18/11/2015 Wednesday in Parliament


18/11/2015

Highlights of Wednesday 18 November in Parliament presented by Keith Macdougall.


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Transcript


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Hello and welcome to Wednesday in Parliament and our look

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at the best of the day in the Commons and the Lords.

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As the Commons weighs up options in the light of the terror threat

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from Isis, David Cameron makes clear he's not going to be influenced

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My job, frankly, as Prime Minister, is not to read

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a Survation opinion poll, but it's to do the right thing to

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The Labour leader fears cuts in police numbers will make

:00:33.:00:37.

Does the Prime Minister agree with the Commissioner of the Metropolitan

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Police, Sir Bernard Hogan Howe, who said, and I quote, "I genuinely

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worry about the safety of London if the cuts go through on this scale?"

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And time for justice or time to forget?

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Almost 44 years after Bloody Sunday, there's anger over the arrest

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Does he agree with me that if we are to draw a line under past

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events for the sake of peace, it should be drawn on both sides?

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It was the first Prime Minister's Questions

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since the terror attacks in Paris and subsequent security operations.

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The brutal killings by Islamist terrorists on Friday night that left

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more than 120 dead made for a more serious backdrop than normal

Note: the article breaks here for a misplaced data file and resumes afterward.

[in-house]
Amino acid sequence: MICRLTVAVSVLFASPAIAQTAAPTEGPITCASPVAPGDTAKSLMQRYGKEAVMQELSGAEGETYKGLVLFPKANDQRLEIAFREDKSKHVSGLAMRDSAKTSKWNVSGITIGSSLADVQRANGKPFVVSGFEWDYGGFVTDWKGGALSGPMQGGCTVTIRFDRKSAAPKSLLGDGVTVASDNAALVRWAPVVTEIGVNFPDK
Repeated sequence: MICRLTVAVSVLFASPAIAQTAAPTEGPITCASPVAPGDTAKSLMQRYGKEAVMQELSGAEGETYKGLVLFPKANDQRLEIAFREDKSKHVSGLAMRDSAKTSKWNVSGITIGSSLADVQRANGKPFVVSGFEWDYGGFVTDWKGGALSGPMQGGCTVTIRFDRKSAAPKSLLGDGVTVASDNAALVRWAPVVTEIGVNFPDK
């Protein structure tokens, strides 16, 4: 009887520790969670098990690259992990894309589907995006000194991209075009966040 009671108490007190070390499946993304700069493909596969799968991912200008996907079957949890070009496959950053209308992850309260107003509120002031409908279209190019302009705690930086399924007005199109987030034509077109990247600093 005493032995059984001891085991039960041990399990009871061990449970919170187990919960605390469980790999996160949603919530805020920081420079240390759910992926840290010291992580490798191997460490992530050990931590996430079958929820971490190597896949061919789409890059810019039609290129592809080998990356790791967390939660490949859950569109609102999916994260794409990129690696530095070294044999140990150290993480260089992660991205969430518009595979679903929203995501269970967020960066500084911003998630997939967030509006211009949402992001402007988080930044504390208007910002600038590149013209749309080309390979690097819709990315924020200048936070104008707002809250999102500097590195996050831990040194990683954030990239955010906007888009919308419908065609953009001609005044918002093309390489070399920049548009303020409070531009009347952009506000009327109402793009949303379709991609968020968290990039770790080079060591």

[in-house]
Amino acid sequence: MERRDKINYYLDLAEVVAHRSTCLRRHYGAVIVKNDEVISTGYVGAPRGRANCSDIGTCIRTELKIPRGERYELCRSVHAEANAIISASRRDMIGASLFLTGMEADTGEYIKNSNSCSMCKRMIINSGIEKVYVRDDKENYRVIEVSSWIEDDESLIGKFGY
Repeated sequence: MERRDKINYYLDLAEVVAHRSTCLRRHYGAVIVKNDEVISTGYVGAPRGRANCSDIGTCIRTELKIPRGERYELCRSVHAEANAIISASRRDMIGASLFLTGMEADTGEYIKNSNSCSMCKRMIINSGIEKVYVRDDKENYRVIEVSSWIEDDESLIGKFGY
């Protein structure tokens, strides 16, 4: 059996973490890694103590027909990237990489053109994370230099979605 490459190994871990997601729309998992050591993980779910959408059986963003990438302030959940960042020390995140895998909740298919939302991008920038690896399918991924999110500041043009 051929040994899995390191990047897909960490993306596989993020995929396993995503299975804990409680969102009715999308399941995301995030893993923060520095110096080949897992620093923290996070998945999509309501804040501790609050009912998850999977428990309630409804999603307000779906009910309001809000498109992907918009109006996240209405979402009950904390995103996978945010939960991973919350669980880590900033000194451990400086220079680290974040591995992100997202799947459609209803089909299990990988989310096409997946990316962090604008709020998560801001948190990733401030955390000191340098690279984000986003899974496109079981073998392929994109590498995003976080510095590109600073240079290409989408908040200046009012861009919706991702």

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in the exchanges between the Prime Minister and Opposition leader.

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On Tuesday, several Labour MPs appeared to be openly at odds with

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their leader, Jeremy Corbyn, over his initial criticism of a

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shoot-to-kill strategy by police and the acceptance that terrorism can be

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blamed on Western intervention in Iraq and Syria. The Commons

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I want to start, Mr Speaker, by expressing the horror of all those

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on this side of the House at the events in Paris on Friday evening.

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And our continued solidarity with the victims

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of all people affected by conflict and terrorism, whether they be

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in Paris, Beirut, Ankara, Damascus or anywhere else in the world.

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Nothing can justify the targeting of innocent civilians by anyone.

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First of all, can I thank the Leader of the Opposition